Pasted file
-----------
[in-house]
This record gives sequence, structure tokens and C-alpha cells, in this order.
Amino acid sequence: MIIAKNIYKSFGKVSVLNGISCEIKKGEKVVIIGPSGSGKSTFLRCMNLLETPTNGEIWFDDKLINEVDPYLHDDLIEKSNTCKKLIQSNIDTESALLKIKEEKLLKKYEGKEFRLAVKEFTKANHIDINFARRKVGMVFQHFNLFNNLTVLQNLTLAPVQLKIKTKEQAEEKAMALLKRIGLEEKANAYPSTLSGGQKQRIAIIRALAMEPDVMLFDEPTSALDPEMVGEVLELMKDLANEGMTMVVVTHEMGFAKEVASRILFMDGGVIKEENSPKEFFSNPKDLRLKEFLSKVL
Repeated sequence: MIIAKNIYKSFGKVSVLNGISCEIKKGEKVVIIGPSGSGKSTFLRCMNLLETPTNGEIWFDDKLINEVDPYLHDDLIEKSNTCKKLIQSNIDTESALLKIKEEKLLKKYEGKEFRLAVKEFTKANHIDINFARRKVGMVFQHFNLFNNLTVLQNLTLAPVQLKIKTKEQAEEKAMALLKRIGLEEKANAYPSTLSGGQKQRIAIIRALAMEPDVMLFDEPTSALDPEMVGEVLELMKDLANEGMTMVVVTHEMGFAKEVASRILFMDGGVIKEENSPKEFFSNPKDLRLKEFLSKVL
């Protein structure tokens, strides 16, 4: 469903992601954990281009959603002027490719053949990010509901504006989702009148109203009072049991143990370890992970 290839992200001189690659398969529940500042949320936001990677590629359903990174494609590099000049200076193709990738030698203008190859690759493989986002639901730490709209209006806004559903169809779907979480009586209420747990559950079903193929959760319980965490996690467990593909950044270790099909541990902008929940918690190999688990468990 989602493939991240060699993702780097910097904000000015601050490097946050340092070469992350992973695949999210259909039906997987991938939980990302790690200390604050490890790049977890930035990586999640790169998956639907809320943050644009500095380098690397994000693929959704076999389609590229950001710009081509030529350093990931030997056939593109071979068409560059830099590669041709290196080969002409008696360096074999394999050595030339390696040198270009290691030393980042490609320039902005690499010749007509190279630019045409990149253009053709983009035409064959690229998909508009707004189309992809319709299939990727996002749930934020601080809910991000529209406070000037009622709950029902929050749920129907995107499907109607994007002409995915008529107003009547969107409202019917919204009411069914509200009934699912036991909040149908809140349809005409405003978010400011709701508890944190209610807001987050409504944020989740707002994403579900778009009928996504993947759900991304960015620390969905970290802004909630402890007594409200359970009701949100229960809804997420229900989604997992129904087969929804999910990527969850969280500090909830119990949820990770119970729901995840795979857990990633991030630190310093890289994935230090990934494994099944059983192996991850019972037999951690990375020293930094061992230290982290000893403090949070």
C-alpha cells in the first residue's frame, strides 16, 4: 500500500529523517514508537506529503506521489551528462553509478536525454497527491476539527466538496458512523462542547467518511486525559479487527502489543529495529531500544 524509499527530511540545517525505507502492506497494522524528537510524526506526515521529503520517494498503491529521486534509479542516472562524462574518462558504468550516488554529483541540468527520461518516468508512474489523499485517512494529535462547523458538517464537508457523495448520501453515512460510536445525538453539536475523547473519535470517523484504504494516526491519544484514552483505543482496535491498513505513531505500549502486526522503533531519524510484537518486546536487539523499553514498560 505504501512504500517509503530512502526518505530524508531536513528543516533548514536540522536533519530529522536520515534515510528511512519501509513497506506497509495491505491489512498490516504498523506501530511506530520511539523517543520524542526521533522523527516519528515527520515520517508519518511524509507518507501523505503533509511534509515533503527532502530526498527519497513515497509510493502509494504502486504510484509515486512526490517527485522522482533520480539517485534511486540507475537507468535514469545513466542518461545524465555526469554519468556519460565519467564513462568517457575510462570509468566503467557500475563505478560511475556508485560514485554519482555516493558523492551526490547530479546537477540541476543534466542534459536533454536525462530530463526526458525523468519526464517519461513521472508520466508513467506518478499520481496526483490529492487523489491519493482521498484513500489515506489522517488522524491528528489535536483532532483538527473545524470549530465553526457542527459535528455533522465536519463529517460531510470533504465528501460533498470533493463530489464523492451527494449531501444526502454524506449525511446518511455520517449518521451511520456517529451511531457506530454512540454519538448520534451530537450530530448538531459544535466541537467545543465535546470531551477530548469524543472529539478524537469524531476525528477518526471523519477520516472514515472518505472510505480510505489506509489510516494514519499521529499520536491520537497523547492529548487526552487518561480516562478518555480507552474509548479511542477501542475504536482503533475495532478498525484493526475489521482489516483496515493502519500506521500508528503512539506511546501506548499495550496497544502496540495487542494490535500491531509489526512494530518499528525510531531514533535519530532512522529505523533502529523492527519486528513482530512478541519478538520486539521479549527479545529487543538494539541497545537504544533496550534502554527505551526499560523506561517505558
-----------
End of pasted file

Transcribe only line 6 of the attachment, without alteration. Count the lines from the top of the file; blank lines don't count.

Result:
C-alpha cells in the first residue's frame, strides 16, 4: 500500500529523517514508537506529503506521489551528462553509478536525454497527491476539527466538496458512523462542547467518511486525559479487527502489543529495529531500544 524509499527530511540545517525505507502492506497494522524528537510524526506526515521529503520517494498503491529521486534509479542516472562524462574518462558504468550516488554529483541540468527520461518516468508512474489523499485517512494529535462547523458538517464537508457523495448520501453515512460510536445525538453539536475523547473519535470517523484504504494516526491519544484514552483505543482496535491498513505513531505500549502486526522503533531519524510484537518486546536487539523499553514498560 505504501512504500517509503530512502526518505530524508531536513528543516533548514536540522536533519530529522536520515534515510528511512519501509513497506506497509495491505491489512498490516504498523506501530511506530520511539523517543520524542526521533522523527516519528515527520515520517508519518511524509507518507501523505503533509511534509515533503527532502530526498527519497513515497509510493502509494504502486504510484509515486512526490517527485522522482533520480539517485534511486540507475537507468535514469545513466542518461545524465555526469554519468556519460565519467564513462568517457575510462570509468566503467557500475563505478560511475556508485560514485554519482555516493558523492551526490547530479546537477540541476543534466542534459536533454536525462530530463526526458525523468519526464517519461513521472508520466508513467506518478499520481496526483490529492487523489491519493482521498484513500489515506489522517488522524491528528489535536483532532483538527473545524470549530465553526457542527459535528455533522465536519463529517460531510470533504465528501460533498470533493463530489464523492451527494449531501444526502454524506449525511446518511455520517449518521451511520456517529451511531457506530454512540454519538448520534451530537450530530448538531459544535466541537467545543465535546470531551477530548469524543472529539478524537469524531476525528477518526471523519477520516472514515472518505472510505480510505489506509489510516494514519499521529499520536491520537497523547492529548487526552487518561480516562478518555480507552474509548479511542477501542475504536482503533475495532478498525484493526475489521482489516483496515493502519500506521500508528503512539506511546501506548499495550496497544502496540495487542494490535500491531509489526512494530518499528525510531531514533535519530532512522529505523533502529523492527519486528513482530512478541519478538520486539521479549527479545529487543538494539541497545537504544533496550534502554527505551526499560523506561517505558